A woman searches through through a municipal rubbish dump in Tegucigalpa, Honduras A woman searches through through a municipal rubbish dump in Tegucigalpa, Honduras 

Hondurans to elect new President

Hondurans will elect a new President, Congress, Mayors and members of The Central American Parliament on Sunday, as a socio-economic crisis deeply affects the country, so much so that thousands are leaving.

By James Blears

The National Party, which has ruled Honduras for twelve years, since a coup ousted President Jose Manuel "Mel" Zelaya, seeks to retain the Presidency. Its Candidate is the Mayor of Tegucigalpa Nasry "Tito" Asfura. In the opinion polls he trails Xiomara Castro, wife and former First Lady of Zelaya, by twelve points.  She`s the Presidential Candidate of the Liberation Refoundation Party better known as Libre, that they both formed. It's her third attempt for the top job.  Her chances increased last October, when television personality Salvador Nasralla quit the race and threw his support her way. The third main candidate is Yani Rosenthal of the Liberal Party, who only has three percent of the vote in the opinion polls. He served a three-year prison sentence in the United States, after being convicted of money laundering. 

The person who gets the most votes will win outright. In Honduras there's no runoff second round in a Presidential Election. 

Whoever wins and follows President Juan Orlando Hernandez, faces a daunting ongoing task. Thousands are jobless in Honduras where street gangs often terrorize and extort the population. Faced with this dire situation, many choose to leave and try to reach the United States, where they`re convinced they can live a better life.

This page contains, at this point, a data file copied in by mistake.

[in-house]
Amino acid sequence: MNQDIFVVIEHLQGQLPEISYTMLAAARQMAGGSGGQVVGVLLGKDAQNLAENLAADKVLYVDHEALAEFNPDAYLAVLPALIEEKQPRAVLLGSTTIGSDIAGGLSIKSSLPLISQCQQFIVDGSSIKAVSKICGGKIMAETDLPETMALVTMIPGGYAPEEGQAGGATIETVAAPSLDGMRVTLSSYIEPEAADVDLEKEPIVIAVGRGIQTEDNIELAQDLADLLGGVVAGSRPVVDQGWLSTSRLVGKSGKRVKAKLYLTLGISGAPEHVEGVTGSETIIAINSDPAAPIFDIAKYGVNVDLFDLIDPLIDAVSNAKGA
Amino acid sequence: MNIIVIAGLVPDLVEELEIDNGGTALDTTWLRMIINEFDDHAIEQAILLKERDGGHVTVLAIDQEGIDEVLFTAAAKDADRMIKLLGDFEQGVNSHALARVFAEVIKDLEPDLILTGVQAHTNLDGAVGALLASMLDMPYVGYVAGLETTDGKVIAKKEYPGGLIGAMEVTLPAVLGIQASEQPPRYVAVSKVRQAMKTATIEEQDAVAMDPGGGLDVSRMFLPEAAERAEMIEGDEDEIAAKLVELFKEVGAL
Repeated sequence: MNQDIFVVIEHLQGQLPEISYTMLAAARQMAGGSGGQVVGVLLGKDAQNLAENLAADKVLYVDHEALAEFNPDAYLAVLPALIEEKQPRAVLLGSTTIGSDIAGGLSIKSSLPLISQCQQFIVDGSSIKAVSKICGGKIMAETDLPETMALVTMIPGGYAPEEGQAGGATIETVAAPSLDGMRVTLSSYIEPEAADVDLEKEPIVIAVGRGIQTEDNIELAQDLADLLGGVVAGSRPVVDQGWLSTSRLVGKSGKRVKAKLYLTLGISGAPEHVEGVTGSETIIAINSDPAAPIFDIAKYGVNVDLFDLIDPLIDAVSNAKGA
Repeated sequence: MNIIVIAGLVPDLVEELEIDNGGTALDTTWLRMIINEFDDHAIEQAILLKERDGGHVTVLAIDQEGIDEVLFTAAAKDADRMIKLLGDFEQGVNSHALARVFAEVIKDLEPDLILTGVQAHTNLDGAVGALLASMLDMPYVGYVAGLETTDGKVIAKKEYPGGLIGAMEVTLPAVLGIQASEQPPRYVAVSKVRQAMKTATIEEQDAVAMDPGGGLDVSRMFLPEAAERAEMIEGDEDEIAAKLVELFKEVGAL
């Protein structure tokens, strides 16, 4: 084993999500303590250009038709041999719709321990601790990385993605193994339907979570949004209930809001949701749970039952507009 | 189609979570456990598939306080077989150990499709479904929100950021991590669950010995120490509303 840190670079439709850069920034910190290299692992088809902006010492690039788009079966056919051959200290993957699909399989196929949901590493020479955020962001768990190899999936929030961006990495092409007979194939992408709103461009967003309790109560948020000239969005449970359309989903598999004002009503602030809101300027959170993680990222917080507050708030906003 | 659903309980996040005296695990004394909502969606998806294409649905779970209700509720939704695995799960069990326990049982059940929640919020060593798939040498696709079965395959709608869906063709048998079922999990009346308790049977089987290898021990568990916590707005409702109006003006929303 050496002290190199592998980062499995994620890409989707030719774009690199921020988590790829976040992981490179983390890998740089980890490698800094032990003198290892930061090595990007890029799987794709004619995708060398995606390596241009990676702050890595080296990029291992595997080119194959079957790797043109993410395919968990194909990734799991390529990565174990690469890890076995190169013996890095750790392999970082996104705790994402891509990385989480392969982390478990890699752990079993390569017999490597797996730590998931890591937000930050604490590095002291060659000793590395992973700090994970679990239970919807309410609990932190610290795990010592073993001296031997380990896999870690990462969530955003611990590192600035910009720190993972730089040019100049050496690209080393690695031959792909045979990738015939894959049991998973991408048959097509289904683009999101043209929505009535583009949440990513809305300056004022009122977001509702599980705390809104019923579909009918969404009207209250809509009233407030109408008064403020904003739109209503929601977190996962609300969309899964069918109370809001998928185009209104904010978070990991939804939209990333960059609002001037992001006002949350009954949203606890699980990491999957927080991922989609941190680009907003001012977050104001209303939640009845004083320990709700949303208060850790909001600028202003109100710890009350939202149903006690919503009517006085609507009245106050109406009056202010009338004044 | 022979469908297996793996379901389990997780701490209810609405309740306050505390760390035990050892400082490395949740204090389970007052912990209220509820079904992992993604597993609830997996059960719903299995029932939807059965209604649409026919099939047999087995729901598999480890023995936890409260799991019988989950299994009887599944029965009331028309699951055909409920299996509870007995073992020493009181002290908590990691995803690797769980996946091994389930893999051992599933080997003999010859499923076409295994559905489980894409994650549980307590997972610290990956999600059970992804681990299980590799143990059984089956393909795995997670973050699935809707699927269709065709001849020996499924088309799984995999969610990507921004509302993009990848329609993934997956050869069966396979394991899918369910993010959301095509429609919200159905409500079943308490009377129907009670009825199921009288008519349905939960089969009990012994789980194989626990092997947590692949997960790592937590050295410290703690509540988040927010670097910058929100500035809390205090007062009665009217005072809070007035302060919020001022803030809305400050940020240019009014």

But their journey through Guatemala and then Mexico all the way to the US Border via migrant caravans,  is fraught with risks and danger.  The blistering distances they cover are vast in sweltering heat, and they often fall prey to gangs of organized crime people smugglers,  who take their money and then abandon them, long before they reach the fortified US Border, which is shut tight. 

The United States is being urged to provide a four billion dollar fund, to create home grown jobs throughout Central America, in order to convince people to stay put in their countries of origin. But little of these funds are yet available, and even this huge cash inflow, is a veritable drop in an ocean of human crisis, misery and utter desperation. 

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27 November 2021, 16:46